Home Work

Being Possessed by What You Want to Possess

Dec 26, 2002 at 2:06 pm

The hustle and bustle of the holiday season is upon us. There are traffic jams to sit in and check-out and gift-wrap lines to wait in.

We're willing to go to extreme lengths to pursue the ultimate trophy to present as an indication of our fidelity and commitment to those near the top of our gift-buying list. For those further down the chart, we simply dig a little deeper in the closet and continue the ancient art of passing on to others what's been passed unto you.

It's an exhausting process that consumes an inordinate amount of time energy and fiscal resources. Yet we somehow find the strength and energy to persevere.

So why is it, then, when it comes to making what in all likelihood is the largest investment most people will ever make, buyers often instruct their Realtor® to cavalierly call the listing agent and "make them a verbal offer and see what they'll take"? Why is it — after months of searching, touring, pre-qualifying and being a day late (it was sold yesterday) — would you be willing to risk the consequences of losing out and losing it all simply because you didn't want to write it down?

After all that buyers go through just to get to the point of even contemplating making an offer, you'd think that once the decision is made buyers would be possessed by what they want to possess in the same way as they're driven by wanting to find the perfect gift.

While there are many causes and reasons as to why some people suffer from what I loosely term "offerphobia," the most common one is lack of knowledge.

That is to say, understanding the complexities and legalities of what's involved when real estate changes hands.

To begin with,verbal contracts aren't binding. They're not an effective substitute for a well-constructed contract that spells out what you're offering and agreeing to do. In the event of a dispute, the written contact is the Holy Grail superceding anything that might have been said by anyone at anytime, and of course they're admissible in a court of law.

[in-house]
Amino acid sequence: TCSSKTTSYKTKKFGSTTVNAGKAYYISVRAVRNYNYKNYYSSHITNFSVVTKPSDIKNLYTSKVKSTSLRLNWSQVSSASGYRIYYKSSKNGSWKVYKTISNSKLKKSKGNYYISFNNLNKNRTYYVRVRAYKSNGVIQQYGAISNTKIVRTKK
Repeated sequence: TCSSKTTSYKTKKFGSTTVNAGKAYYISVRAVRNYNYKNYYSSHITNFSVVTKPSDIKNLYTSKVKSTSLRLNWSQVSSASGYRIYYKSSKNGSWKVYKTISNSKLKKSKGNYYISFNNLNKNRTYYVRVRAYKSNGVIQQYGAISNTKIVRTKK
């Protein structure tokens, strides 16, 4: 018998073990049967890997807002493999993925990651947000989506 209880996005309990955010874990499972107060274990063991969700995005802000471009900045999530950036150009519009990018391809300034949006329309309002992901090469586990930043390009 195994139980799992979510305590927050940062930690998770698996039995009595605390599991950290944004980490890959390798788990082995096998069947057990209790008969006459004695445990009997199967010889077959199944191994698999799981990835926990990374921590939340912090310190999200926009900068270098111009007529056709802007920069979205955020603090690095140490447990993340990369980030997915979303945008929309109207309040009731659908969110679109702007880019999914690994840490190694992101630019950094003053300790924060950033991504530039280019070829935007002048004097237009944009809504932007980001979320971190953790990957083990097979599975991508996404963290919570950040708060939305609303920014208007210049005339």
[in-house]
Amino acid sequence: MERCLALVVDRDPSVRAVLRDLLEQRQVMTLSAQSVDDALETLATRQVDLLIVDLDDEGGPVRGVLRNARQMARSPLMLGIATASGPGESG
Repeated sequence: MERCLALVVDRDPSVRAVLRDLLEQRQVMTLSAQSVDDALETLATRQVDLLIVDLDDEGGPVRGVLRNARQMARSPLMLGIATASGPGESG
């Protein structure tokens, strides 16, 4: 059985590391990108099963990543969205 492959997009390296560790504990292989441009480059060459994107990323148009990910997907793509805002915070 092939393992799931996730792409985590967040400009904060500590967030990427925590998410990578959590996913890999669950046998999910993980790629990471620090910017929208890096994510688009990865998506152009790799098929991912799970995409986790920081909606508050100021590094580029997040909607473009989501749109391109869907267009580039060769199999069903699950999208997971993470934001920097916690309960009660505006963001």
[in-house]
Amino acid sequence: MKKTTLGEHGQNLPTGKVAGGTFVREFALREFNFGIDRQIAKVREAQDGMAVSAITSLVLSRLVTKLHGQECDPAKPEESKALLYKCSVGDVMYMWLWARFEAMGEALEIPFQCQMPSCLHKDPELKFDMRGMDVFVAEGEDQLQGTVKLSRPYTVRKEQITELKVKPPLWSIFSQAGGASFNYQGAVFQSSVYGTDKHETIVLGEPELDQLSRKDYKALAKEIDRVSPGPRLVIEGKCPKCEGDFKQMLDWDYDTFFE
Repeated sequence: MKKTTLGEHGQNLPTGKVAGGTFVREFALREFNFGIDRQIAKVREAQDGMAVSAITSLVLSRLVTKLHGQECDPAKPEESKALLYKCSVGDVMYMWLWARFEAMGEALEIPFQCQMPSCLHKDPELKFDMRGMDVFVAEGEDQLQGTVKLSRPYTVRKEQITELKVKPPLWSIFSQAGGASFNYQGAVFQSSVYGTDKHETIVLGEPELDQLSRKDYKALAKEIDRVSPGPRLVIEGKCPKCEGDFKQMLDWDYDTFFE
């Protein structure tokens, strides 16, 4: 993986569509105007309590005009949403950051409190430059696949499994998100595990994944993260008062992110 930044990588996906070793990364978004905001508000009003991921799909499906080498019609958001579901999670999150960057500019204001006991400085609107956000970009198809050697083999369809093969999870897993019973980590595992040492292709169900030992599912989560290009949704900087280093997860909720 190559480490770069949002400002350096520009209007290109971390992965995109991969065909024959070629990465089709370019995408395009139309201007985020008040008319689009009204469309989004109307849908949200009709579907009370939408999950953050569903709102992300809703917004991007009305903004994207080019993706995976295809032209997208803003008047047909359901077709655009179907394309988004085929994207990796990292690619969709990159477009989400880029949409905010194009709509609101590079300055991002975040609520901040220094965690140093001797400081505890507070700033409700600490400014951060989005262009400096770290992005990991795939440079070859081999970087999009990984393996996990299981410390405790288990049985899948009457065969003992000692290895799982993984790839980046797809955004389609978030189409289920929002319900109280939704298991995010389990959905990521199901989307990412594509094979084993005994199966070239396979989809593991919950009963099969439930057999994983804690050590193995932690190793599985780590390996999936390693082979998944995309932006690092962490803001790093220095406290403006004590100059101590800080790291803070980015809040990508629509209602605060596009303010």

By using a contract, specifically one designed for real estate, buyers and sellers reduce the potential for conflict since many of the unforeseen contingencies or questions either party might not have considered are addressed. Furthermore, it specifies precisely what each party is responsible for and clarifies what each party is agreeing to.

Because buying a house is a significant investment, you should know what you're getting into before you get into it. This is best accomplished when you write it down and specify precisely what you want and are willing to do and how you're going to do it. Let the facts speak for themselves in written form and avoiding a game of "he said she said" and "therefore I thought."

It's a lot easier to turn the page of a contract and look at what was resolved than it is trying to reconstruct from memory the particulars of a conversation, perhaps a series of them, and conclude who and what was said. You can be sure that your version of what transpired will be entirely different from the other party's version.

It's just like shopping for the perfect gift — only this one's for you. The more time you spend paying attention to the details, which in this case means putting it in writing, the more likely you are to find and get precisely what you're looking for.

THIS WEEK'S TIP: Legal Addition
While it's hard to get away with an addition in town without all the requisite permits, it's not uncommon for folks to build something only to find out later that it wasn't OK. If you're doing it yourself, be sure to check with all concerned local officials and that all the permit requirements have been met.

Work with the inspectors — they're your friends. If you're contracting the work, make sure the contractor isn't taking short cuts and sidestepping the regs. There are tons of rules about what can and can't be done and where you can and can't do it.

If you proceed with an addition, remember you don't get to visit the site and then go home as if building a new house. You'll be living in a construction zone for a period of time that will seem endless, and you'll have a new understanding of the word "stress" before it's over.

Home Work is a weekly column geared toward residential real estate.